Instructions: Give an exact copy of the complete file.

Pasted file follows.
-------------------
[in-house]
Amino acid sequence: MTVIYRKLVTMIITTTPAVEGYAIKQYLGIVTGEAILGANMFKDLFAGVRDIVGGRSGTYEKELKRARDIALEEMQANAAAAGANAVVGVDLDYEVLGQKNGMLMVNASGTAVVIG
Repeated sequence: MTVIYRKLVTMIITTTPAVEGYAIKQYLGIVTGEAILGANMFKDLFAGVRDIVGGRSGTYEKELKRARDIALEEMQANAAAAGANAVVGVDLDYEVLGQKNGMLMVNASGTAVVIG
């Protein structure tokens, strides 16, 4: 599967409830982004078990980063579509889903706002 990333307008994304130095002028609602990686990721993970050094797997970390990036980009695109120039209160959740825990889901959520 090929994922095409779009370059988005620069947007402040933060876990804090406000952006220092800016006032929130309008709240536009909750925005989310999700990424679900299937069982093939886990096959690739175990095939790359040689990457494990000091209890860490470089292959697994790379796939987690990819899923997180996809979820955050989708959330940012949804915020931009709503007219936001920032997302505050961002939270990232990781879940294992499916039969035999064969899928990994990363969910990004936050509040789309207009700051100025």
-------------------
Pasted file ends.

[in-house]
Amino acid sequence: MTVIYRKLVTMIITTTPAVEGYAIKQYLGIVTGEAILGANMFKDLFAGVRDIVGGRSGTYEKELKRARDIALEEMQANAAAAGANAVVGVDLDYEVLGQKNGMLMVNASGTAVVIG
Repeated sequence: MTVIYRKLVTMIITTTPAVEGYAIKQYLGIVTGEAILGANMFKDLFAGVRDIVGGRSGTYEKELKRARDIALEEMQANAAAAGANAVVGVDLDYEVLGQKNGMLMVNASGTAVVIG
């Protein structure tokens, strides 16, 4: 599967409830982004078990980063579509889903706002 990333307008994304130095002028609602990686990721993970050094797997970390990036980009695109120039209160959740825990889901959520 090929994922095409779009370059988005620069947007402040933060876990804090406000952006220092800016006032929130309008709240536009909750925005989310999700990424679900299937069982093939886990096959690739175990095939790359040689990457494990000091209890860490470089292959697994790379796939987690990819899923997180996809979820955050989708959330940012949804915020931009709503007219936001920032997302505050961002939270990232990781879940294992499916039969035999064969899928990994990363969910990004936050509040789309207009700051100025």